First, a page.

Forum for Science, Industry and Business

Sponsored by:     3M 
Search our Site:

 

When work calls: study shows that receiving work-related contact at home takes greater toll on women’s well-being

09.03.2011
Communication technologies that help people stay connected to the workplace are often seen as solutions to balancing work and family life. A new study, however, suggests there may be a “dark side” to the use of these technologies for workers’ health – and these effects seem to differ for women and men.

Using data from a national survey of American workers, University of Toronto researchers asked study participants how often they were contacted outside the workplace by phone, email or text about work-related matters. They found that women who were contacted frequently by supervisors, coworkers or clients reported higher levels of psychological distress. In contrast, men who received frequent work-related contact outside of normal work hours were less affected by it.

“Initially, we thought women were more distressed by frequent work contact because it interfered with their family responsibilities more so than men,” says lead author Paul Glavin, a PhD candidate at U of T. “However, this wasn’t the case. We found that women are able to juggle their work and family lives just as well as men, but they feel more guilty as a result of being contacted. This guilt seems to be at the heart of their distress.”

The findings show that many women feel guilty dealing with work issues at home even when the work-related contact doesn’t interfere with their family lives. Men, on the other hand, are less likely to experience guilt when responding to work-related issues at home.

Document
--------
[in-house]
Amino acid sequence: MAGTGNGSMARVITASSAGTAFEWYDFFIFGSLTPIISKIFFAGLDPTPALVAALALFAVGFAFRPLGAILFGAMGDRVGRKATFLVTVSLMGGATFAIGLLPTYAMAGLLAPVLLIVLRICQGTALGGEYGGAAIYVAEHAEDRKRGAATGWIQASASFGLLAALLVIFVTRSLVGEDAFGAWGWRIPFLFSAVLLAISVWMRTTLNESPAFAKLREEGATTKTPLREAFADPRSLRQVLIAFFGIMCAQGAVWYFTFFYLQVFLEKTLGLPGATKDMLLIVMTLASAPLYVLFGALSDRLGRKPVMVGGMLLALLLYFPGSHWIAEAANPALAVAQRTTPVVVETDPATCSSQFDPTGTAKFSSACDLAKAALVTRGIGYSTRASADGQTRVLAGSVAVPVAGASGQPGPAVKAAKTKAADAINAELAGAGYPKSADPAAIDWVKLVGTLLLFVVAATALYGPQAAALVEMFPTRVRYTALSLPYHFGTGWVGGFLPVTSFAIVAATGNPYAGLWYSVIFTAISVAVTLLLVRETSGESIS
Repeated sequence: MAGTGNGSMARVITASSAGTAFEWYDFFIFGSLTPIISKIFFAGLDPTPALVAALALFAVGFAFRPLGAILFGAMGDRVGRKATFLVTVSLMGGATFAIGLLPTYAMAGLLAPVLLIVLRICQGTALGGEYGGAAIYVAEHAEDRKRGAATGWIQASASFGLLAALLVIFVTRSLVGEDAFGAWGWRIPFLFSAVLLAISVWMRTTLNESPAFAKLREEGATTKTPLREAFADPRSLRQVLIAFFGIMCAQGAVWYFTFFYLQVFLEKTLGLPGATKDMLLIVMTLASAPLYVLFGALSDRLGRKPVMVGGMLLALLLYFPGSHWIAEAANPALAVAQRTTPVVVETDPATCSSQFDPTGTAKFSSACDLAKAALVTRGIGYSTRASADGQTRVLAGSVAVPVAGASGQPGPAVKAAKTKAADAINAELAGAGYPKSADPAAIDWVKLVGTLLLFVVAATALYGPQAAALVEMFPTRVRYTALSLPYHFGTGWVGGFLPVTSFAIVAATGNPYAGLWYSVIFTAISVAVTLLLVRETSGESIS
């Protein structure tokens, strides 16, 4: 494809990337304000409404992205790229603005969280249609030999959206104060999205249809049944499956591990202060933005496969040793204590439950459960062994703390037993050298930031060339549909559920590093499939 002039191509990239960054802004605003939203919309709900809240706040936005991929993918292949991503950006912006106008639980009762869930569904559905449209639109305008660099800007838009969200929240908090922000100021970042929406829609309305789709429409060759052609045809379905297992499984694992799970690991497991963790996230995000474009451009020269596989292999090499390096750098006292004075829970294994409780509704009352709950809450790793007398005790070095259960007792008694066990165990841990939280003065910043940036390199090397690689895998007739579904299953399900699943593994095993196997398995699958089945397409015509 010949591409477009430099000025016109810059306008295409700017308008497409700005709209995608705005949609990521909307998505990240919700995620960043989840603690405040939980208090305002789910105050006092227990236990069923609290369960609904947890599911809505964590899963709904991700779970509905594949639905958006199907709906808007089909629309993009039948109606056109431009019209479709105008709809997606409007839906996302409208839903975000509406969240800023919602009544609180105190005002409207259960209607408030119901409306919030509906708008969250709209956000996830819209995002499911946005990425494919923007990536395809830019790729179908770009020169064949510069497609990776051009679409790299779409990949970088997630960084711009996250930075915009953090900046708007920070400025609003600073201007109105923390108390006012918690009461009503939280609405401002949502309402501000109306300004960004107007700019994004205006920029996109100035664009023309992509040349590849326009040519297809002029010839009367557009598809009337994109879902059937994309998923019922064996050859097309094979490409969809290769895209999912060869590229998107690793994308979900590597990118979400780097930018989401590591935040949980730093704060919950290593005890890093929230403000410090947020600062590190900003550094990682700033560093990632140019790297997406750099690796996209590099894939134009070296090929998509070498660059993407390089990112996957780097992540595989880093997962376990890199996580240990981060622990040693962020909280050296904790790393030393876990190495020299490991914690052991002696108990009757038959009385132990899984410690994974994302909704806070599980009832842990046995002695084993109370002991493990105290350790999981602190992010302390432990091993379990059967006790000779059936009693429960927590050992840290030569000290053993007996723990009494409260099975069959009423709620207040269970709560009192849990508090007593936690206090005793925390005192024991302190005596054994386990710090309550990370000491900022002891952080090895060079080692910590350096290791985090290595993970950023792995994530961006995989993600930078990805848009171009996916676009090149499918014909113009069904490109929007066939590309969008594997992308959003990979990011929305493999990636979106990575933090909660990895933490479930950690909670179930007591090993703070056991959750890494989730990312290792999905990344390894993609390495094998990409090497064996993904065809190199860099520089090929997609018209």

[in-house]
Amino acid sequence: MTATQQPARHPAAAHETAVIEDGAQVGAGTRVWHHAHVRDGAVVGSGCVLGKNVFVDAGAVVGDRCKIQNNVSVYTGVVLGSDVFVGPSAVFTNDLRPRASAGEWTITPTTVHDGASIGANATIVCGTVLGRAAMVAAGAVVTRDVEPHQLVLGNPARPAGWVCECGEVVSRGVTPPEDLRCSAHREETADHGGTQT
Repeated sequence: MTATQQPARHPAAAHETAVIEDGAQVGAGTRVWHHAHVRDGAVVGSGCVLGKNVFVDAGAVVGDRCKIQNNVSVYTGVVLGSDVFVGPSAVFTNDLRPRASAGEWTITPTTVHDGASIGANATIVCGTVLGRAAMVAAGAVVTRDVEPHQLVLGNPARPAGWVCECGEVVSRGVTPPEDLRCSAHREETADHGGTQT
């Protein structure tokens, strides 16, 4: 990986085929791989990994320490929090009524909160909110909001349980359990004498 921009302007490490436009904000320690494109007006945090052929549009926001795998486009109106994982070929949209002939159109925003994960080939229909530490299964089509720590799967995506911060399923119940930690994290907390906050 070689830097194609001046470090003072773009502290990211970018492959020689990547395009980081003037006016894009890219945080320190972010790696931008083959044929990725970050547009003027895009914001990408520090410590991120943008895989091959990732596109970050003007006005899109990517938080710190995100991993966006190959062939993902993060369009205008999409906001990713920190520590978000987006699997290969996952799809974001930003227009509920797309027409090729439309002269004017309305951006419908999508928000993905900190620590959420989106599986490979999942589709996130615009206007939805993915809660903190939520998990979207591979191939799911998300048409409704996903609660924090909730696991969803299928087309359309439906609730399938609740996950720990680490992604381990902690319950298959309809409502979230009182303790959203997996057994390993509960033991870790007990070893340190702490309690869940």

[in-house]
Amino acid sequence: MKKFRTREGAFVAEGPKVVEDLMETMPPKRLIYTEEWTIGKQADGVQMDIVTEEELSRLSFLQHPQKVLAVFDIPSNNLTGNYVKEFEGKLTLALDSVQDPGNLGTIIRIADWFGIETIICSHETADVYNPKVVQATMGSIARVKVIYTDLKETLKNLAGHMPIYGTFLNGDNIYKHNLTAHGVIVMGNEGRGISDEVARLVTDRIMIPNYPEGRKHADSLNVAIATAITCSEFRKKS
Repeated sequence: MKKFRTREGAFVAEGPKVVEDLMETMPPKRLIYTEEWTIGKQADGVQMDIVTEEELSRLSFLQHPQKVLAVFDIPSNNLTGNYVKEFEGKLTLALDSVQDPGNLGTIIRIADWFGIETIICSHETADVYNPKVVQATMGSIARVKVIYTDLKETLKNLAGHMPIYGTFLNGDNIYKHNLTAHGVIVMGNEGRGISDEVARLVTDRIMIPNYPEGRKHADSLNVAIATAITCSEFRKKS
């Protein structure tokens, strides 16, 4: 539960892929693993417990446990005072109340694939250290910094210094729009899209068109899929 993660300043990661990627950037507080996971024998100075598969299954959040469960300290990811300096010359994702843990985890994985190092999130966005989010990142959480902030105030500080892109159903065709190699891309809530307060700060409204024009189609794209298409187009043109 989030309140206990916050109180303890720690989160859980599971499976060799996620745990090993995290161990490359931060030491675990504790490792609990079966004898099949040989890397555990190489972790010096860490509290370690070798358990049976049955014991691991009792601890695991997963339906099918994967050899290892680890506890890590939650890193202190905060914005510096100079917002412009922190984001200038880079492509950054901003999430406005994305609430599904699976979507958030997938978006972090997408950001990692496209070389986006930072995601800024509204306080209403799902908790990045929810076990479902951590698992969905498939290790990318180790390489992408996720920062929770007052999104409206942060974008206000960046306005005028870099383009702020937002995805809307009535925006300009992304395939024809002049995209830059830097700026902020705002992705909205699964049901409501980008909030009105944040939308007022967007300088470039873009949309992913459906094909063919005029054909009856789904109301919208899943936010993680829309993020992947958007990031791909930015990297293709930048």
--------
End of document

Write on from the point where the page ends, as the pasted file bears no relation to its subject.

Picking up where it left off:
Co-author Scott Schieman says the findings suggest that men and women may still encounter different expectations over the boundaries separating work and family life – and these different expectations may have unique emotional consequences.

“Guilt seems to play a pivotal role in distinguishing women’s work-family experiences from men’s,” says Schieman, a U of T sociology professor and lead investigator of the larger study that funded this research. “While women have increasingly taken on a central role as economic providers in today’s dual-earner households, strong cultural norms may still shape ideas about family responsibilities. These forces may lead some women to question or negatively evaluate their family role performance when they’re trying to navigate work issues at home.”

The study appears in the March issue of the Journal of Health and Social Behavior.

For more information on the study, please contact:

Scott Schieman
416-946-5905
scott.schieman@utoronto.ca
April Kemick
Media Relations Officer
416-978-5949
april.kemick@utoronto.ca

April Kemick | EurekAlert!
Further information:
http://www.utoronto.ca

More articles from Studies and Analyses:

nachricht A sudden drop in outdoor temperature increases the risk of respiratory infections
11.01.2017 | University of Gothenburg

nachricht Urbanization to convert 300,000 km2 of prime croplands
27.12.2016 | Mercator Research Institute on Global Commons and Climate Change (MCC) gGmbH

All articles from Studies and Analyses >>>

The most recent press releases about innovation >>>

Die letzten 5 Focus-News des innovations-reports im Überblick:

Im Focus: Designing Architecture with Solar Building Envelopes